Fighting Disease with Song

July 11, 1994|By WILLIAM McCLOSKEY

When two of the great singers of our time, Jose Carreras and Marilyn Horne, sing together tonight at Wolf Trap for the benefit of leukemia-related foundations, the extraordinary concert will have personal significance for me. Twenty-five years ago I was one of the first leukemia marrow-transplant donors.

Both singers have volunteered for personal reasons. Miss Horne's father died of leukemia. A marrow transplant in 1987 enabled Mr. Carreras to survive acute lymphoblastic leukemia. A quarter-century ago when my sister contracted this same leukemia, it was a quick death sentence.

My sister, Patricia McCloskey Worthington, was in her early 30s, newly married. By the time doctors diagnosed the acute leukemia they could give her only about three weeks to live. After numerous tests, a research team at Johns Hopkins Medical Schools held out a straw.

Marrow transplant was a new field of medical research. The theory, proved in the laboratory but yet without long-term success on patients, was this: Leukemia kills by destroying the body's bone marrow, which is responsible for the immune system. If a patient's infected marrow could be destroyed and then replaced, the uninfected marrow might generate new, healthy cells to override the cancer. A French team had performed marrow transplants, but the donor marrow had in the end proved incompatible, resulting in patient rejection (and death) in what the researchers termed ''graft-versus-host reaction.'' A Johns Hopkins team under Dr. George Santos was using cytoxin, a potent drug that had the potential of preparing a transplant recipient to accept the graft.

After extensive testing on laboratory animals, the Hopkins team was poised for the definitive step. They needed a patient with acute leukemia for whom they could find a compatible marrow, a match as rare then as now, but far more difficult to determine. They found the match in me.

My sister bravely consented to the untried procedure. Her husband Fred concurred. The procedure took place in a special unit at City Hospitals. Pat entered a strict isolation environment. No outside infection could be risked as doses of cytoxin gradually destroyed her immune system. Fred was the only authorized visitor. The rest of us communicated by phone, praying together and talking often to keep up her spirits and ours.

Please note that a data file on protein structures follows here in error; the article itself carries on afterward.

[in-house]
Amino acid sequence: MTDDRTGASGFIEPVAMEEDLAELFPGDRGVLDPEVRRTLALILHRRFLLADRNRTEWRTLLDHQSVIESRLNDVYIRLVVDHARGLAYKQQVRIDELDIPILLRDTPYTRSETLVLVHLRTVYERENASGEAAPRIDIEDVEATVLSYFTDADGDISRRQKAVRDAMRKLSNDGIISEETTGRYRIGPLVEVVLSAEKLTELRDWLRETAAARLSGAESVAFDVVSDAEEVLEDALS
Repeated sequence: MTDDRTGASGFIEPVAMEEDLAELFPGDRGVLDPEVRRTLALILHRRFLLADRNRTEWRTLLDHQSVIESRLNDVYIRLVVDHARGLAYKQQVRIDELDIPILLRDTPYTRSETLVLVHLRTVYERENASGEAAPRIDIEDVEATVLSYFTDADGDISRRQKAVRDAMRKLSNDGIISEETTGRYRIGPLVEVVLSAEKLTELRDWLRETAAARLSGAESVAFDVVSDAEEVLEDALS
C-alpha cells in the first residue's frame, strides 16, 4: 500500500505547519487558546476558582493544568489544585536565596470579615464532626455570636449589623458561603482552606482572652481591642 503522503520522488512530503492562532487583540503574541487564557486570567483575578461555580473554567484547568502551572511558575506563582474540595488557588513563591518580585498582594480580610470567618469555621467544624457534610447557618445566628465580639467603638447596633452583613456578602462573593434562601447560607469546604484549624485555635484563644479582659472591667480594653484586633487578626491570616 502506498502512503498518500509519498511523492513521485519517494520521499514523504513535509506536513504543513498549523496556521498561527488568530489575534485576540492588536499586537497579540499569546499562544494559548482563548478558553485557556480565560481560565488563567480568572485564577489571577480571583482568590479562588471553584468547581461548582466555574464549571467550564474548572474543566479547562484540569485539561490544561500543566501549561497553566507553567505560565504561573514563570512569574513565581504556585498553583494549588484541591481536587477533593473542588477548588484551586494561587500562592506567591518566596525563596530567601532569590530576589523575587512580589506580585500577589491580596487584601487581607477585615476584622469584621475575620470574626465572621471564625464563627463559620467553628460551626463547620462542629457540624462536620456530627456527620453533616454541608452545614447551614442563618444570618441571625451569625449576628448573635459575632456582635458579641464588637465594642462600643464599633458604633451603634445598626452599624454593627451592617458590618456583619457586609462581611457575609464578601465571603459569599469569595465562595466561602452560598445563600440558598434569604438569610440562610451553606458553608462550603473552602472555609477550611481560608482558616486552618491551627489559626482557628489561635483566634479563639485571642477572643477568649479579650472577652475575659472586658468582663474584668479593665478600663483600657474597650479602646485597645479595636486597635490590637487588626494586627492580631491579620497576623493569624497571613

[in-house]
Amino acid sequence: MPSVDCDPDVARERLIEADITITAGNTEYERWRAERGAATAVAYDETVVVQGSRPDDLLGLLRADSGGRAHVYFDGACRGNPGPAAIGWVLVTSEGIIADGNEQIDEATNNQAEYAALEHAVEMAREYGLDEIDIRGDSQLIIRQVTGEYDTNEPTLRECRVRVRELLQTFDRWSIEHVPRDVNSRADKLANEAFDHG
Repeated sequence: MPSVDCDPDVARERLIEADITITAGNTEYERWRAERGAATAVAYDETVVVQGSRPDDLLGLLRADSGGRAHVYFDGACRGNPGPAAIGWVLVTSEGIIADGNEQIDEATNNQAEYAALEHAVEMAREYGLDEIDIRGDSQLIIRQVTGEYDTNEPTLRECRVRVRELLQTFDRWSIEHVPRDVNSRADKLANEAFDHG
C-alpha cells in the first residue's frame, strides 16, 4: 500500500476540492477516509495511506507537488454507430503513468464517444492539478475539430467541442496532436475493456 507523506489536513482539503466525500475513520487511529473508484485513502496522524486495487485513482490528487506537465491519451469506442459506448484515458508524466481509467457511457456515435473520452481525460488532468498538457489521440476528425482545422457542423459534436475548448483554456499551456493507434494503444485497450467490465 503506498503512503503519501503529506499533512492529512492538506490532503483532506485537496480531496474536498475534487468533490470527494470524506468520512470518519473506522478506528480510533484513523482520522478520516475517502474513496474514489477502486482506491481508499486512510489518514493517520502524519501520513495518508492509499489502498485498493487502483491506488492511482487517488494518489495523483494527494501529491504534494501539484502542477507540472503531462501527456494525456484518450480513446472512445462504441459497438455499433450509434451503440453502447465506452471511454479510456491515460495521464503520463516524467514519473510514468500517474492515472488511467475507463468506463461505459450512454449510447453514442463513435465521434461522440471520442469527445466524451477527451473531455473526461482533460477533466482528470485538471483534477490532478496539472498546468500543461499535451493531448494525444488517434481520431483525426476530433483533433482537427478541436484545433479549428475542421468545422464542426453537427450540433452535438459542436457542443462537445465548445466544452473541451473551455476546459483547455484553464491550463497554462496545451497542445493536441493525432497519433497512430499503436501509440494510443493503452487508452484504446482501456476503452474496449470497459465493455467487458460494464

The family worked closely with the doctors. One of the four-man team, Dr. Philip Burke, became our go-between and sympathetic counselor. The others, with Dr. Santos, were Drs. Albert Owens and Lyle Sensenbrenner.

The treatment required a steady infusion of platelets from whole blood to maintain the patient's blood-clotting ability. The call went out, and numerous Baltimoreans, including many of my colleagues at the Johns Hopkins Applied Physics Laboratory, responded. It became a gravely cheerful social round. While the donors lay supine, a closed system centrifuged their blood to remove some platelets (soon regenerated) while returning the rest of the blood to their systems.

As I moved around the leukemia enclave, I visited non-isolated patients being treated conventionally. I remember a frightened teen-ager and a quiet man in his 20s attended by his wife and infant son. With each, I passed a cheerful word one evening, and next morning found their rooms empty. The nurses did not want to speak of it. This form of leukemia killed that quickly.

After the removal of my marrow under general anesthesia, I felt weak and sore for a while and needed to take anemia pills for several weeks afterward, but I walked from the hospital two days later. I still run a basketball court routinely at age 65, so there were no long-term effects. Today a donor's marrow is extracted in a quicker procedure (only 2 to 5 percent of it at that), and the donor can leave the hospital next day. In some cases doctors need use only a spinal anesthetic. Marrow donation has become safe and relatively uncomplicated.

My sister received the marrow, and recovered enough to return home. We were all jubilant over her gradual improvement. A month later the symptoms and others returned. It was the dreaded graft-versus-host reaction. Her body had initially accepted my marrow, but then a rejection started. She died the day after Christmas.

The knowledge gained from Pat's marrow transplant and subsequent reaction, however, enabled teams around the world to advance their work. She had lived longer in remission by more than a month than any previous marrow recipient with a quickly- fatal disease. The Hopkins team's experience formed the basis for an international symposium held in Paris the following year. Drs. Santos and Burke presented proof that a patient's leukemia xTC could be annihilated chemically and a graft implanted, but urgently advised strong, early preventive treatment against a graft reaction.

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